Case of Robert Griffin III highlights NFL injury protocol
In more than 30 years as the Steelers’ team physician, Anthony Yates has seen many injured players face the complicated decision of whether to go back into a game. Just like the case involving Redskins quarterback Robert Griffin III in Sunday’s playoff game against the Seahawks.
“There is a multidirectional communication that happens,” said Yates, president of the NFL Physicians Society. “The player is advised of his status, the pros and cons of playing, and the player assesses this in terms of the value of the game. All these features go into making a decision, as to whether a player can go or not. Everyone goes in with their eyes wide open.”
Coach Mike Shanahan has been criticized heavily for allowing Griffin to keep playing when it was clear that Griffin, who had a mildly sprained lateral collateral ligament (LCL) in his right knee, was struggling. His knee buckled, and an MRI Monday revealed tears to the LCL and anterior cruciate ligament (ACL). He had reconstructive surgery Wednesday, and his surgeon, James Andrews, said it’s “everybody's hope and belief’’ that Griffin will be ready for the 2013 season.
Shanahan defends decision
Shanahan insists the Redskins’ medical staff cleared Griffin to keep playing, and that Griffin said he desperately wanted to help his team.
“Robert’s our franchise quarterback, and I’m not going to take the chance on his career to win a game,” Shanahan said. “But I also know that when you’ve got the belief in a guy, and you feel he can play at a certain level, and the doctors are telling you that he’s OK to go in, then you’ve got to do what you think is right.”
While not commenting specifically on the Redskins’ case, Yates said doctors and trainers work with player and coach to determine whether it is prudent to take someone out of a game.
“I respect the Redskins’ medical staff immensely, and I would think that throughout the league, we do not take this responsibility in a cavalier fashion,’’ Yates said. “These are high-priced, thoroughbred athletes. It is standard operating procedure to make sure everyone knows what’s going on.”
Yates said if a coach defies a diagnosis and puts an injured player back in a game, doctors are encouraged to come forward. He said he has not received such a complaint since becoming physicians society president in 2011.
“I can assure you that I have the ear of the commissioner [Roger Goodell] should a member of the NFL Physicians Society bring this to my attention,” Yates said. “I’ve been doing this for 35 years, and coaches say, ‘I need this guy,’ and we still do the right thing. Although we’re employed by the clubs, we still have that player-patient relationship, and it’s that person we look at when we [say], ‘You can’t go.’”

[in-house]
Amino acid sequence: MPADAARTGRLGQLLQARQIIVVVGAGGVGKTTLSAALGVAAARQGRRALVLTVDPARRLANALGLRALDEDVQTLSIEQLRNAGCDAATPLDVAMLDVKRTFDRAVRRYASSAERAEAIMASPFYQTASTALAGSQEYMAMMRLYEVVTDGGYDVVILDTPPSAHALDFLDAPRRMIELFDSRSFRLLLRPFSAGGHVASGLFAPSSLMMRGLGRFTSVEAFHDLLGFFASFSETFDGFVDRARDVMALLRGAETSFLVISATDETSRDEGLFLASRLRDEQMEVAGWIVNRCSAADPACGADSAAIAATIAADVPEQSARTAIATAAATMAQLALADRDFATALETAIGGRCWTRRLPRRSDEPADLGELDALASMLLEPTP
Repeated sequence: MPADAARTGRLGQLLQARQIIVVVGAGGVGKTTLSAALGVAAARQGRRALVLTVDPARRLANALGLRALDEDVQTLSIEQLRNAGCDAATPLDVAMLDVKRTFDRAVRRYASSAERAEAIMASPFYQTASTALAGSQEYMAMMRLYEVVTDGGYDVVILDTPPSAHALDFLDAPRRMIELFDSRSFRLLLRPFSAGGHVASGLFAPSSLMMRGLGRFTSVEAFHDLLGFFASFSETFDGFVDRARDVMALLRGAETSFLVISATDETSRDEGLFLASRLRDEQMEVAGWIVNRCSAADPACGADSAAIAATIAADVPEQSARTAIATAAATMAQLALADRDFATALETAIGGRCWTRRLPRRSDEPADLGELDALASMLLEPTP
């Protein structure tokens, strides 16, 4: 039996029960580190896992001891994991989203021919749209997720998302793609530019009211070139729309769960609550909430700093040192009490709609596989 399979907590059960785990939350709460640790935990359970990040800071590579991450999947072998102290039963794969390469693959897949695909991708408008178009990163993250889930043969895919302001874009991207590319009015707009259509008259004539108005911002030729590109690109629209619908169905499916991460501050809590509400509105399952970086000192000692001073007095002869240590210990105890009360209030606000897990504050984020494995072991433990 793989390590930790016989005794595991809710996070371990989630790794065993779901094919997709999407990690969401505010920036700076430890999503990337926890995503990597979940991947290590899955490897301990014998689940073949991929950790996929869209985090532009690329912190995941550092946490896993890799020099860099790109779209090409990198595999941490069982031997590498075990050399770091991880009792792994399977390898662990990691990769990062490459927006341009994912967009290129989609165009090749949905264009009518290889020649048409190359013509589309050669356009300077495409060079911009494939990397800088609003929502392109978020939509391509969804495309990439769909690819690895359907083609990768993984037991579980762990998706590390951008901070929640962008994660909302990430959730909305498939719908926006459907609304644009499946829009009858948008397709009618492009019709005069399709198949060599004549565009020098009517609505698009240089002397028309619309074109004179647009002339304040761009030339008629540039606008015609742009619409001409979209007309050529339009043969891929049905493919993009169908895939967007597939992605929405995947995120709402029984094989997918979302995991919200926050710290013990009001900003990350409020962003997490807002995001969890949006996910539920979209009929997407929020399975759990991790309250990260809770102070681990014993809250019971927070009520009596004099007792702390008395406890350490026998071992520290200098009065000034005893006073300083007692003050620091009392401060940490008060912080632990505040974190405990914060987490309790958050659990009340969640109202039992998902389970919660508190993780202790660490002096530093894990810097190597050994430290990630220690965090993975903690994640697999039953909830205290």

Better to play it safe
Former Steelers coach Bill Cowher said Shanahan might have been better off taking Griffin out once he saw how limited he was.
“[Griffin] says he can go, but you watch him play and say, ‘I’ll show you tomorrow on tape,’” Cowher said. “You may think you’re [playing effectively], but you’re really not. You’re not in a position where you can protect yourself. These are calls you have to make, but it all starts with one decision, from the medical staff. Is this guy cleared to be able to play? And from there you have to go to the player.”
“When you’re a quarterback and you’re hurt, of course it’s going to affect you physically. But what people don’t understand, it affects your mind,” Simms said. “You can’t think as clearly. You don’t make the right decisions on who to throw it to, so it changes everything.
“I never played injured as bad as he is, but I played hurt, and there is one thing that always happened when I played hurt: I played awful — awful — every time. Because it was too much to overcome, worrying about, ‘Oh, I have to plant my foot, throw early, do this,’ and then you can’t physically perform the way you want to, so that affects your whole confidence.
“I saw all those things in Robert Griffin III the last couple of weeks.”
No choice with concussions
Yates said decisions on playing with pain and/or injury have to be part of a collaborative, but often come down to the player himself in all but one area.
“The only black-and-white medical situation where we will tell the player he cannot go in is within the realm of concussions,” Yates said. “The other decisions ... are made with the player intimately involved. Players make these decisions regularly.”
The NFL Players Association has advocated that independent neurologists attend games and regulate players’ availability related to concussions.
“You can’t get an independent person in there to make a decision on people they don’t know,” Yates said. “The [team] physician provides continuity of care. You need to understand what the kid’s going through in the 20 games he’s played in a season.”
With Neil Best